Once they entered the workforce, most women liked being able to support themselves or their families, find new communities, and acquire useful skills. Most gained a stronger sense of self. Many lived on their own or with roommates, away from their families, and conducted their social and romantic lives as they pleased. For single women who did not rely on a man to support them, and for lesbians who had never expected a man to support them, this was a major step in economic and social independence.
Conscription into the armed forces was limited to male citizens, but many women enlisted. This was a major change in United States culture since, aside from nurses, women had never before been admitted into the military. Military women were granted a social status and respect not offered them in civilian life. Over 250,000 women served in the war: 140,000 in the Women’s Army Corps (WAC) and over 100,000 in the U.S. Navy as WAVES (Women Accepted for Volunteer Emergency Service). By 1945, 43,000 women had joined the Marine Corps Women’s Reserve and 10,000 had enlisted in the Coast Guard Women’s Reserve, known as SPARs. Women in the military performed numerous jobs, including nursing, clerical duties, weather forecasting, photography, and air traffic control; most vital was the work of radio and telephone operators and communication directors. Now able to work in jobs from which they were excluded before, women could be viewed as strong, competent, and skilled professionals.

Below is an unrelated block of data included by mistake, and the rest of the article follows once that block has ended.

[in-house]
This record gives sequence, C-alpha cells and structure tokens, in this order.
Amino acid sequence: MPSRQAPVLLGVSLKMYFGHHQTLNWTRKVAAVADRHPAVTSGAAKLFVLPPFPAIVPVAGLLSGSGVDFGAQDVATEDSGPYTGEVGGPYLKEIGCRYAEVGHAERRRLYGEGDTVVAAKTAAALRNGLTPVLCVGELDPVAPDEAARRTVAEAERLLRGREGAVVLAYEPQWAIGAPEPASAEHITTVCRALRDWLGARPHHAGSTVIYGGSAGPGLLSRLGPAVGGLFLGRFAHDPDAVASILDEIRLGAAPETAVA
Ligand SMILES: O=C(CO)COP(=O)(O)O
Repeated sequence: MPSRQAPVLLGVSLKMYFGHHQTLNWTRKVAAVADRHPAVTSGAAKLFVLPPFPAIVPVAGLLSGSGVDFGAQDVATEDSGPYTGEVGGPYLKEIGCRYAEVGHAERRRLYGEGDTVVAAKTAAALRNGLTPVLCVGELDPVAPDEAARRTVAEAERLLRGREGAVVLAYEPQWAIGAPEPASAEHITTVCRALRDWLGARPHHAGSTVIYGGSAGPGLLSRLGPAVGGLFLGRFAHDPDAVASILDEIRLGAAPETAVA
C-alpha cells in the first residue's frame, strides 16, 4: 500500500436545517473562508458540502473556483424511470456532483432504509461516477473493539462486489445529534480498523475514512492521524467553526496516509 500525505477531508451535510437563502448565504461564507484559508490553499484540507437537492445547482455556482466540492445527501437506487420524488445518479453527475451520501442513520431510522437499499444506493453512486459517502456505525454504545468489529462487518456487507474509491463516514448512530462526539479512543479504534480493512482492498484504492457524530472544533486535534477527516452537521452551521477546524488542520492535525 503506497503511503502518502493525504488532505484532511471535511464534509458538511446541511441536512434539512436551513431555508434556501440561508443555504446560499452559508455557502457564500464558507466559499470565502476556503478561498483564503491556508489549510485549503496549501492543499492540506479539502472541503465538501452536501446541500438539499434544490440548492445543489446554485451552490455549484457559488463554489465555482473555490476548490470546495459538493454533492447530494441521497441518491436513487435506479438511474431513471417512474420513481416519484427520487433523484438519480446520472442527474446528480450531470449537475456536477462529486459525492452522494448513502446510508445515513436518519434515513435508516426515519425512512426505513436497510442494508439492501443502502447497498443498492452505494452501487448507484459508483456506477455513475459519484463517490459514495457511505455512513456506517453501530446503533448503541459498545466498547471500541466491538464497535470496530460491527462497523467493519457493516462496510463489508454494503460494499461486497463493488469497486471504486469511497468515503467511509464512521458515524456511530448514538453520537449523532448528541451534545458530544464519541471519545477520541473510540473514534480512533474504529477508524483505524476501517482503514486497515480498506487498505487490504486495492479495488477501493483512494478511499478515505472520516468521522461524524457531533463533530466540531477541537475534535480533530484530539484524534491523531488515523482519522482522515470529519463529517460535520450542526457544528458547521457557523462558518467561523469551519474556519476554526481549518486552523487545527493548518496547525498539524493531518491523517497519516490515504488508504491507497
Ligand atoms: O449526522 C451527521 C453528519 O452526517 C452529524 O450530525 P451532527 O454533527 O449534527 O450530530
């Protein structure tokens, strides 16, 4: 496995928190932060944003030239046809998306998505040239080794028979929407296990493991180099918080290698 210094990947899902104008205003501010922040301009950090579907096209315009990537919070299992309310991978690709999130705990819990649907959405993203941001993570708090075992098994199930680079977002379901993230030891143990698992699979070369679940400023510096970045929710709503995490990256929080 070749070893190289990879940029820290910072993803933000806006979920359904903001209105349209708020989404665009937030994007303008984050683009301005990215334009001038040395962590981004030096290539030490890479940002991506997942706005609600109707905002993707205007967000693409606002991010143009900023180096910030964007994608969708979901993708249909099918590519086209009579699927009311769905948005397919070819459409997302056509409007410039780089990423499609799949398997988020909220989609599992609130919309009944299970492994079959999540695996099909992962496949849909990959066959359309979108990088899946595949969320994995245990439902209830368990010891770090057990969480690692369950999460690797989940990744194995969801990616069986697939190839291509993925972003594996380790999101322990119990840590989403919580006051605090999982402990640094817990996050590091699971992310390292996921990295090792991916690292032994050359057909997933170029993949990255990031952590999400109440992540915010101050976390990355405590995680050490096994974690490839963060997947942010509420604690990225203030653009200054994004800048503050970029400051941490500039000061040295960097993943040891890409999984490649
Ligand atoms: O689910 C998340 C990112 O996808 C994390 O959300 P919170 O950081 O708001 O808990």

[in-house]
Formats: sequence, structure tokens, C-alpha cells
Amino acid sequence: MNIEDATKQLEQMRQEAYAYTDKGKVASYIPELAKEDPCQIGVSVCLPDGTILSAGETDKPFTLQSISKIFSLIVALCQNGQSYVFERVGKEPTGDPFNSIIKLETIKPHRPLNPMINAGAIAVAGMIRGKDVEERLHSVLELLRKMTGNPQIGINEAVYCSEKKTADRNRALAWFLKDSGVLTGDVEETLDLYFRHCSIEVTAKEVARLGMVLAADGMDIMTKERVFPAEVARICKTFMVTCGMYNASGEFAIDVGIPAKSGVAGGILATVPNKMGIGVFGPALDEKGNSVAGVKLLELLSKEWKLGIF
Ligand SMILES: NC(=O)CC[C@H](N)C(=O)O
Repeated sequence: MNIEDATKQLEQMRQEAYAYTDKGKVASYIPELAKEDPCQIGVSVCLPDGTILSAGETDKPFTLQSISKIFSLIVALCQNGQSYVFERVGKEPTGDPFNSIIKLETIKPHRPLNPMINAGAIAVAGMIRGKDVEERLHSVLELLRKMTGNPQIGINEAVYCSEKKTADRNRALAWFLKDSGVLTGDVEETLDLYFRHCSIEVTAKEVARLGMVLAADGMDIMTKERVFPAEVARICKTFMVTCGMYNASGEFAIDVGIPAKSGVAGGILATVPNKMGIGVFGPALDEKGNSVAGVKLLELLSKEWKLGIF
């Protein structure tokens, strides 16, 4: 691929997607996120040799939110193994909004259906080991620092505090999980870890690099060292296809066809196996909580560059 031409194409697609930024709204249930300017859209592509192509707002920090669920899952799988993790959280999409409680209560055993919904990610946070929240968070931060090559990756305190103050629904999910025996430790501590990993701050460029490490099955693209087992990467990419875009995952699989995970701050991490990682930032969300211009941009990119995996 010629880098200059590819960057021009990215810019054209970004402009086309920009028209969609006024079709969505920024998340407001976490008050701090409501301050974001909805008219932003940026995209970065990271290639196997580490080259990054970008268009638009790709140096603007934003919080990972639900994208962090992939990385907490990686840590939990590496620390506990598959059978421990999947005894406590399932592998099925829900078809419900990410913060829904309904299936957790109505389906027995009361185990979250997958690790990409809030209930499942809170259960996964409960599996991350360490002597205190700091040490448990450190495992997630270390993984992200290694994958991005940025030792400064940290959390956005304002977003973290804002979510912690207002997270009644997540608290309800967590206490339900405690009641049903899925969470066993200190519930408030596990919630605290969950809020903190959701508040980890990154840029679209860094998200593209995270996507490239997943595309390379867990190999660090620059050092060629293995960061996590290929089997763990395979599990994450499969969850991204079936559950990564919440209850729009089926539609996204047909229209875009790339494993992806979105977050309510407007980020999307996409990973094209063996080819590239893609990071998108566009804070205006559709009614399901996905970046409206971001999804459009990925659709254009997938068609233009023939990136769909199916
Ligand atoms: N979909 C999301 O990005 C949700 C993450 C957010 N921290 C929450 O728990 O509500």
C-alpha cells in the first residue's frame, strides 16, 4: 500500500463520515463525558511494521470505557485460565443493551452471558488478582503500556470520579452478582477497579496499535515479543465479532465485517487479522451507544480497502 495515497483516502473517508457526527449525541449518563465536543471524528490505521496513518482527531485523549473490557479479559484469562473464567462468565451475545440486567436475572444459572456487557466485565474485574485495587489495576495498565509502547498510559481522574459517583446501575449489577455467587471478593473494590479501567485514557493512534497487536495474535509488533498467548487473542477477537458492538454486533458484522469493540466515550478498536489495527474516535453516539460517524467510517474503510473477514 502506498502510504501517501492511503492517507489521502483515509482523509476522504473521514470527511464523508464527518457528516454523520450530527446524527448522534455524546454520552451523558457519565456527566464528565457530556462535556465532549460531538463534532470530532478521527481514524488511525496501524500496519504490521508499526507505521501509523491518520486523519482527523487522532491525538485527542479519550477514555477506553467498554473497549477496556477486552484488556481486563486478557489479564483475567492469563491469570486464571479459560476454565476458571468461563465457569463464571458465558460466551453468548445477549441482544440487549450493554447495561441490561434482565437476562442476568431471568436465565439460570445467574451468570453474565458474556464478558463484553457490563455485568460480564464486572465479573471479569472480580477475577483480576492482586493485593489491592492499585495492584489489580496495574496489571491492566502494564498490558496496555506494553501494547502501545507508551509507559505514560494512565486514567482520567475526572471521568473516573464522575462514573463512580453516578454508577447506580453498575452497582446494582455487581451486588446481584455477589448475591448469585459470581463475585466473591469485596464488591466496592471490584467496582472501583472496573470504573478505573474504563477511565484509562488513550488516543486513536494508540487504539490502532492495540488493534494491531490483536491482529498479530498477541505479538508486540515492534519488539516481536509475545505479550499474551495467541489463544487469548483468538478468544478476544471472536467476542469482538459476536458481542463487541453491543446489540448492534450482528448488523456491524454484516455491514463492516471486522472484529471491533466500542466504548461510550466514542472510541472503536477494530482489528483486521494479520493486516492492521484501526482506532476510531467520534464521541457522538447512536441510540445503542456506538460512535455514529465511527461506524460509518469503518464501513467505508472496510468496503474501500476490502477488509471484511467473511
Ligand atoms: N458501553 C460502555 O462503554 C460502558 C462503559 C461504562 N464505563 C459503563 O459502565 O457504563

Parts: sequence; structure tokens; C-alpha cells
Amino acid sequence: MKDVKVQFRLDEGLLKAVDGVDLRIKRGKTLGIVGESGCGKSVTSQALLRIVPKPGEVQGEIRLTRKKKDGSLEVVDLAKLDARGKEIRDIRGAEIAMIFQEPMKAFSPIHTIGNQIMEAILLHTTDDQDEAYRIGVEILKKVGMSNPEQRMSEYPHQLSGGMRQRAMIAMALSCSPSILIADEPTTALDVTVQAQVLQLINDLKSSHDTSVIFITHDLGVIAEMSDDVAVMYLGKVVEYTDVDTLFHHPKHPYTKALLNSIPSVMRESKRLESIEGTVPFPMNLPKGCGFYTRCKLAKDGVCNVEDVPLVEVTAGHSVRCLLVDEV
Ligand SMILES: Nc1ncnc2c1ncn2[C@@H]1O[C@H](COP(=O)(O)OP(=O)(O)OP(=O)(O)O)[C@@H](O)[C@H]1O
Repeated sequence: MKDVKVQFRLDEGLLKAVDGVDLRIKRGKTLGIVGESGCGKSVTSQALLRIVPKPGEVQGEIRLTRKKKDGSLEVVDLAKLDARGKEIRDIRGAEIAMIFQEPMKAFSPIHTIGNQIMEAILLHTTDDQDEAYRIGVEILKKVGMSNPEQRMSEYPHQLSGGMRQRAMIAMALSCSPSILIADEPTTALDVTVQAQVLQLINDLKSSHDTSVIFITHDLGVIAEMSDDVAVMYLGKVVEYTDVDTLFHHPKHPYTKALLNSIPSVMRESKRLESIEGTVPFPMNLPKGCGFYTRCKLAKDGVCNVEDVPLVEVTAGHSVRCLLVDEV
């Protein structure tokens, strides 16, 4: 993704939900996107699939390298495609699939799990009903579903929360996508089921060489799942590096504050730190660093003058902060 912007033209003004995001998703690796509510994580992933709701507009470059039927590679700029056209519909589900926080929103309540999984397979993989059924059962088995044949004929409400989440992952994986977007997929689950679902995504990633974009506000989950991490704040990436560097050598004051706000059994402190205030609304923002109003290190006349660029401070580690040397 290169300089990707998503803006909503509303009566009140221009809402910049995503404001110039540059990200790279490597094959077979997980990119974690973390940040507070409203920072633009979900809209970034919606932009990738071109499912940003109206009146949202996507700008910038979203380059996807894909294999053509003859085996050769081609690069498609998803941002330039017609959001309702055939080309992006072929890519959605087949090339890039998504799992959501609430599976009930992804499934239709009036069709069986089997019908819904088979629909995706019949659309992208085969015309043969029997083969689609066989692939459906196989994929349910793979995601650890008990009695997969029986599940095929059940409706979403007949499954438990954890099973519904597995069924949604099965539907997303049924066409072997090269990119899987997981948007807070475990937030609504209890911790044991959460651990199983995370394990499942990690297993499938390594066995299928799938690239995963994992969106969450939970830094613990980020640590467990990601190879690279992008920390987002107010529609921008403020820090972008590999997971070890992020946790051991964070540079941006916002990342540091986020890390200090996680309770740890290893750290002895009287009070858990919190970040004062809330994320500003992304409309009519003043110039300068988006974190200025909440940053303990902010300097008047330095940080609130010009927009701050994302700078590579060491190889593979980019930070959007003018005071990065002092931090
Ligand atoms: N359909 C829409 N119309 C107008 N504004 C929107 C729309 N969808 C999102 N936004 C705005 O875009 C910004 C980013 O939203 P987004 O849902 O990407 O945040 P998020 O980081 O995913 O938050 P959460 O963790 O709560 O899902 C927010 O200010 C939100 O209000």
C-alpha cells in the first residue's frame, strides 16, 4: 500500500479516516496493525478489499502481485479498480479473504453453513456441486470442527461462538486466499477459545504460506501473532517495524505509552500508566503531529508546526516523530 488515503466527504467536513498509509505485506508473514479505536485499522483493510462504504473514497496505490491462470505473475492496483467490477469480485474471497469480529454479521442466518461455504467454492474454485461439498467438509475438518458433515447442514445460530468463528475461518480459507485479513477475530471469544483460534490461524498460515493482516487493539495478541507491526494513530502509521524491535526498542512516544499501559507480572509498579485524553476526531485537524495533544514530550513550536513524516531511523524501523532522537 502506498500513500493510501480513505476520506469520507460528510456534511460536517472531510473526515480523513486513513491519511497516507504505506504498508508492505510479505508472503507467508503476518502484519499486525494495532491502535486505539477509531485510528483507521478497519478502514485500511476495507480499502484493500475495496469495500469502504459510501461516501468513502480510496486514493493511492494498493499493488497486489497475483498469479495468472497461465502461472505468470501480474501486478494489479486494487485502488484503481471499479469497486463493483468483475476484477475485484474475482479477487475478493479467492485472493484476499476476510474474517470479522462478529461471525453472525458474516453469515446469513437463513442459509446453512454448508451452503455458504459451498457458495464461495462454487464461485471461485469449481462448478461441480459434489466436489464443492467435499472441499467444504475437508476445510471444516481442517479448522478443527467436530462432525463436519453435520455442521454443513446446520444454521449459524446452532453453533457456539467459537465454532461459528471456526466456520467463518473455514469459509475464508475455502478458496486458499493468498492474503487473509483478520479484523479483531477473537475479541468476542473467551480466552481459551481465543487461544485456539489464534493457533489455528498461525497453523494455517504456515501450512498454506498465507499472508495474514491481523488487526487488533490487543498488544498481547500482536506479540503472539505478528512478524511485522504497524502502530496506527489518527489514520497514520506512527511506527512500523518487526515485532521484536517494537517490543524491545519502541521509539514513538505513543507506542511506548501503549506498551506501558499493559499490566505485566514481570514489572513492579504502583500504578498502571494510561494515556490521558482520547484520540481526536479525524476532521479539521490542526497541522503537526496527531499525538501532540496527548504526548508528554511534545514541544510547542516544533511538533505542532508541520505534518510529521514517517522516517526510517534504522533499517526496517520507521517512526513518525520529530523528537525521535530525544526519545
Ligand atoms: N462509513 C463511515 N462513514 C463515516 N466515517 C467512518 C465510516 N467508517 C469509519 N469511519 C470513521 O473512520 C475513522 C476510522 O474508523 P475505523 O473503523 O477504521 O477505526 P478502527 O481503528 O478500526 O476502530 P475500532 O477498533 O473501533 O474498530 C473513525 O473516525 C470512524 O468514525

Widespread public support of the war was indicative of a cohesive mid-century American identity. The growing threat of Germany, Japan, and Italy was great enough that Americans, including members of traditionally disenfranchised groups, felt obligated to defend their country. That is not to say the patriotism of minority groups was without critique. Large numbers of African Americans who had moved north for war-related work faced discrimination there, just as they did in the South. In 1942 the Pittsburgh Courier, the oldest African American newspaper in the country, started the Double V campaign, arguing that victory over fascism overseas must be accompanied by victory over racism at home.